Contemporary British Organ Music - volume 2
Avril ANDERSON (b.1953)
Repetitive Strain (1995) [7:26]
David SUTTON–ANDERSON (b.1956)
Fantasia (2002) [11:10]
Unda Maris (1987) [6:16]
The Lone Piper (1990) [5:05]
Three Pieces (1999/2002) [13:55]
The Grass is Sleeping (1979) [12:38]
Avril ANDERSON and David SUTTON–ANDERSON
Happy Birthday Mr Lambert (1986) [2:01]
Each Night That Dies With Dawn (1985) [7:46]
encircling, unfolding (2009) [12:27]
Michael Bonaventure (organ)
rec. 25-26 January 2010, St John the Evangelist, Upper Norwood. DDD
SFZ MUSIC SFZM0610 [78:39]
Before I heard this disk, the names of David Sutton–Anderson and Avril Anderson were just that to me – names. For some reason I’d never managed to hear a note of their music, despite having ample opportunity to do so. Repetitive Strain makes a good start to this recital for it is, as the booklet tells us, “a tour de force of colour”. It’s very vital and has a forward momentum, which is snuffed out at the end. I would have said that it was a tour de force of compositional ingenuity. After the geniality of Repetitive Strain, Fantasia comes as something of a shock, its being an austere monolith of a piece.
Unda maris spends its short duration stripping away textures until only the quietest is left. It’s engaging and very interesting. The Lone Piper consists of a solo over delicate repetitive accompaniment. There’s a very satisfying growth to the piece and it becomes quite dance–like. The Three Pieces – Meditation, Prière and 44 Frames – comprise two short, quiet, pieces and a longer, wilder, episode.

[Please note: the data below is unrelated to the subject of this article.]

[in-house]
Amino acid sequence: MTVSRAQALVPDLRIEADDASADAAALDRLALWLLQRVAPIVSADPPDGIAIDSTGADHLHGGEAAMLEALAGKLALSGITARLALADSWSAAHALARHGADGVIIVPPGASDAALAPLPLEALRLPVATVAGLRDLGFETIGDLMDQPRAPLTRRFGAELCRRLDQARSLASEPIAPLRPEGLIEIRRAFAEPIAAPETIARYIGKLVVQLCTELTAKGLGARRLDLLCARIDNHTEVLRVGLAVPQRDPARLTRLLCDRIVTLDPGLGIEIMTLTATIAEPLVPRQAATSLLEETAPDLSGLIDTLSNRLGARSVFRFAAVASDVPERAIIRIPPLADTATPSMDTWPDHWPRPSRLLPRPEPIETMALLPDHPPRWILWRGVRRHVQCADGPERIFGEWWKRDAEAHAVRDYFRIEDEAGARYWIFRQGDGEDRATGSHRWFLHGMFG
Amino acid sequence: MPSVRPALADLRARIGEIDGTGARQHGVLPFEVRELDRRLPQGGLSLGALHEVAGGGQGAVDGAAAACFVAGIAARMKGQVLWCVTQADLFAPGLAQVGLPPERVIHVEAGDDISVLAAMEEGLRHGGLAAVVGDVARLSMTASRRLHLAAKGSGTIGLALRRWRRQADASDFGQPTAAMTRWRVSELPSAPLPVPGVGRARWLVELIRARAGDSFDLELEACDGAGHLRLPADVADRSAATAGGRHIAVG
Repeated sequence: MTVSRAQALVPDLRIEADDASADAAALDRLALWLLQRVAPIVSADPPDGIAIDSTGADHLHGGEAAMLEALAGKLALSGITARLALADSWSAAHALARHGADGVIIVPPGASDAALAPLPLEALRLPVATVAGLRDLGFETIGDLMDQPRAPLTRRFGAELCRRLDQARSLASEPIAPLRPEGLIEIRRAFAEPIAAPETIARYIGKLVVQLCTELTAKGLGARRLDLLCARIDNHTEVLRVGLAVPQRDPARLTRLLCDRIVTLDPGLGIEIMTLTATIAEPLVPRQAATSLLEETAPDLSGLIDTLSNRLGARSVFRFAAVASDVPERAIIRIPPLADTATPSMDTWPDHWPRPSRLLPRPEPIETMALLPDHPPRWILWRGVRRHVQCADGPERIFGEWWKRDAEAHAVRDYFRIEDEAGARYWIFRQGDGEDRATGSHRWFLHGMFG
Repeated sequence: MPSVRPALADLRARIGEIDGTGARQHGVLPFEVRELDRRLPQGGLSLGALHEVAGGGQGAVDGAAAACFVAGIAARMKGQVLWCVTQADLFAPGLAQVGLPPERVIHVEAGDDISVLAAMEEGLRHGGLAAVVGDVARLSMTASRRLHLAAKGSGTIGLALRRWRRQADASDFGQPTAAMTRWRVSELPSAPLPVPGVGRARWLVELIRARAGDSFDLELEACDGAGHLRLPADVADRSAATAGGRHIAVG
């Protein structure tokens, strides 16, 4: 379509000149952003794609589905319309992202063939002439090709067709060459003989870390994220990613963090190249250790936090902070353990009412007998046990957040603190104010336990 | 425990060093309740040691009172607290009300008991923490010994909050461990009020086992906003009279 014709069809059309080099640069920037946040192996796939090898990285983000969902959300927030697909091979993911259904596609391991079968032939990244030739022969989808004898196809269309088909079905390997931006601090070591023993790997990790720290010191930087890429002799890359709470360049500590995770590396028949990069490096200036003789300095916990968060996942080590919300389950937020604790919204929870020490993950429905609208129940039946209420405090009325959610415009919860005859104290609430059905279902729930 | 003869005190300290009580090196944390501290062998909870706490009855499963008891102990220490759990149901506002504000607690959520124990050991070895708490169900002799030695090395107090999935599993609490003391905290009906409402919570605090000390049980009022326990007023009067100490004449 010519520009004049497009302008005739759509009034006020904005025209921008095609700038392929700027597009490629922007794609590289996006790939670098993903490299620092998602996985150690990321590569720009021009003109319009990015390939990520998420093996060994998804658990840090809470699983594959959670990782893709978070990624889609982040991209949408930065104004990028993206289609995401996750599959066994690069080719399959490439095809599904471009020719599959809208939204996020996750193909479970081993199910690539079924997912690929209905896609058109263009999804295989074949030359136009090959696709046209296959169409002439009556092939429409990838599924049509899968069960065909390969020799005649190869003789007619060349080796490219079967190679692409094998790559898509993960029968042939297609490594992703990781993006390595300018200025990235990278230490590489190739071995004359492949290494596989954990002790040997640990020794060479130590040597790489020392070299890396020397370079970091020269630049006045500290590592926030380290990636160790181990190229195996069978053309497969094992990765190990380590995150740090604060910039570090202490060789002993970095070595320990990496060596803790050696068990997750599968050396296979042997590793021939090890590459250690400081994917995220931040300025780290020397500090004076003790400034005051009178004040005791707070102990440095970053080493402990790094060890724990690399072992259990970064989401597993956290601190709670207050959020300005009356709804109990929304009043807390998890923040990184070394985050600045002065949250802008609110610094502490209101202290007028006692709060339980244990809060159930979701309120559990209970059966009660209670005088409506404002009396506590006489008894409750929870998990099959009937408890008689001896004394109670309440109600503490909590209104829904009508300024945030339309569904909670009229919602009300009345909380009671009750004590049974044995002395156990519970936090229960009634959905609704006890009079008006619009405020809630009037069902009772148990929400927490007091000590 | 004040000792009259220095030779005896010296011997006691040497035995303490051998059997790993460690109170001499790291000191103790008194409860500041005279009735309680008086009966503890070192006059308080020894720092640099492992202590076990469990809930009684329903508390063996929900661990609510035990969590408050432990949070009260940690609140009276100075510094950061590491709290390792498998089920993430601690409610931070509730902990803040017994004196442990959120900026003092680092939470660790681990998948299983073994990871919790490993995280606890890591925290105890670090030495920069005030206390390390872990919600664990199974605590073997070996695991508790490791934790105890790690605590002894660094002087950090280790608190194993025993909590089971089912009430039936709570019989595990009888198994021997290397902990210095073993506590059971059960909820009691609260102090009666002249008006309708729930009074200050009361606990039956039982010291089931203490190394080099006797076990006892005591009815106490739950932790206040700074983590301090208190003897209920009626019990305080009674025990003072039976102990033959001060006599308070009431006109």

The Grass is Sleeping seems to be an uncomfortable night, with much happening in the long, slow, tread of the music; birdsong, desolate wastes, endless, empty vistas. Take your pick, they are all here. Attractive? No. Exciting and interesting? Most certainly. Compelling? Indubitably.
Husband and wife collaborated for a brief birthday tribute to their teacher John Lambert – Happy Birthday Mr Lambert – which is joyous and fun, just what a teacher deserves from his pupils. Each Night That Dies With Dawn is a dramatic brother to The Grass is Sleeping and encircling, unfolding is a serious exploration of colour.
This disk is a worthy successor to Volume 1, which featured music by Laurence Crane and Gabriel Jackson, which is very well recorded and beautifully presented. However, with the exception of the short birthday piece, all the music is intensely serious and thus perhaps this disk is not to be played in one sitting because there is a lack of real variety between the pieces. That said, there is some fine music here which is worth investigating.
Some fine music which is worth investigating.